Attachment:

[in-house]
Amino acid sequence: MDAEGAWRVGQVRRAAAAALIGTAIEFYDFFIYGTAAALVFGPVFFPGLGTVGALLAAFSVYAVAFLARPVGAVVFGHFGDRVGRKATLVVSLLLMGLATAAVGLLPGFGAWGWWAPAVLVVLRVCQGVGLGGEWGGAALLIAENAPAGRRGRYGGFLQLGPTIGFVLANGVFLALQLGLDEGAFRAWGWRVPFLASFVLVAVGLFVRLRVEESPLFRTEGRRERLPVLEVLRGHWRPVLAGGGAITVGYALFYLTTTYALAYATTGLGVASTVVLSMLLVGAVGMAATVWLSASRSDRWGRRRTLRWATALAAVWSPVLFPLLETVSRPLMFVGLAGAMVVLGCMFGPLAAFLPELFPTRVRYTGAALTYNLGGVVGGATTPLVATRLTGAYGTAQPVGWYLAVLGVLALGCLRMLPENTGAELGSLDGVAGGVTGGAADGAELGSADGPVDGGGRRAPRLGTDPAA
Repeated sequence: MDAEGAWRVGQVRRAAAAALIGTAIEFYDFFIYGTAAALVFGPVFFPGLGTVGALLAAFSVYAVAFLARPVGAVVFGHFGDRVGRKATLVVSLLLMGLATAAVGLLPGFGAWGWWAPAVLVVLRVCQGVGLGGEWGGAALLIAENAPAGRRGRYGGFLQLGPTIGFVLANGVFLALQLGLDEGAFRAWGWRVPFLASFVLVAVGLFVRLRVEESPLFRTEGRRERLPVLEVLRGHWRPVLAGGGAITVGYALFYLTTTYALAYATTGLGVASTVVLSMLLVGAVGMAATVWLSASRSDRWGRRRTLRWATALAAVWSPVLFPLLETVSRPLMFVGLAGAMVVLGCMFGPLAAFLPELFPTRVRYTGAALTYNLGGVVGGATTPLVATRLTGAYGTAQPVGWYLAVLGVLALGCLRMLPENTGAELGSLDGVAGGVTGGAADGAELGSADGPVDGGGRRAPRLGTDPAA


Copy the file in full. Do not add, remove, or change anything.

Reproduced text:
[in-house]
Amino acid sequence: MDAEGAWRVGQVRRAAAAALIGTAIEFYDFFIYGTAAALVFGPVFFPGLGTVGALLAAFSVYAVAFLARPVGAVVFGHFGDRVGRKATLVVSLLLMGLATAAVGLLPGFGAWGWWAPAVLVVLRVCQGVGLGGEWGGAALLIAENAPAGRRGRYGGFLQLGPTIGFVLANGVFLALQLGLDEGAFRAWGWRVPFLASFVLVAVGLFVRLRVEESPLFRTEGRRERLPVLEVLRGHWRPVLAGGGAITVGYALFYLTTTYALAYATTGLGVASTVVLSMLLVGAVGMAATVWLSASRSDRWGRRRTLRWATALAAVWSPVLFPLLETVSRPLMFVGLAGAMVVLGCMFGPLAAFLPELFPTRVRYTGAALTYNLGGVVGGATTPLVATRLTGAYGTAQPVGWYLAVLGVLALGCLRMLPENTGAELGSLDGVAGGVTGGAADGAELGSADGPVDGGGRRAPRLGTDPAA
Repeated sequence: MDAEGAWRVGQVRRAAAAALIGTAIEFYDFFIYGTAAALVFGPVFFPGLGTVGALLAAFSVYAVAFLARPVGAVVFGHFGDRVGRKATLVVSLLLMGLATAAVGLLPGFGAWGWWAPAVLVVLRVCQGVGLGGEWGGAALLIAENAPAGRRGRYGGFLQLGPTIGFVLANGVFLALQLGLDEGAFRAWGWRVPFLASFVLVAVGLFVRLRVEESPLFRTEGRRERLPVLEVLRGHWRPVLAGGGAITVGYALFYLTTTYALAYATTGLGVASTVVLSMLLVGAVGMAATVWLSASRSDRWGRRRTLRWATALAAVWSPVLFPLLETVSRPLMFVGLAGAMVVLGCMFGPLAAFLPELFPTRVRYTGAALTYNLGGVVGGATTPLVATRLTGAYGTAQPVGWYLAVLGVLALGCLRMLPENTGAELGSLDGVAGGVTGGAADGAELGSADGPVDGGGRRAPRLGTDPAA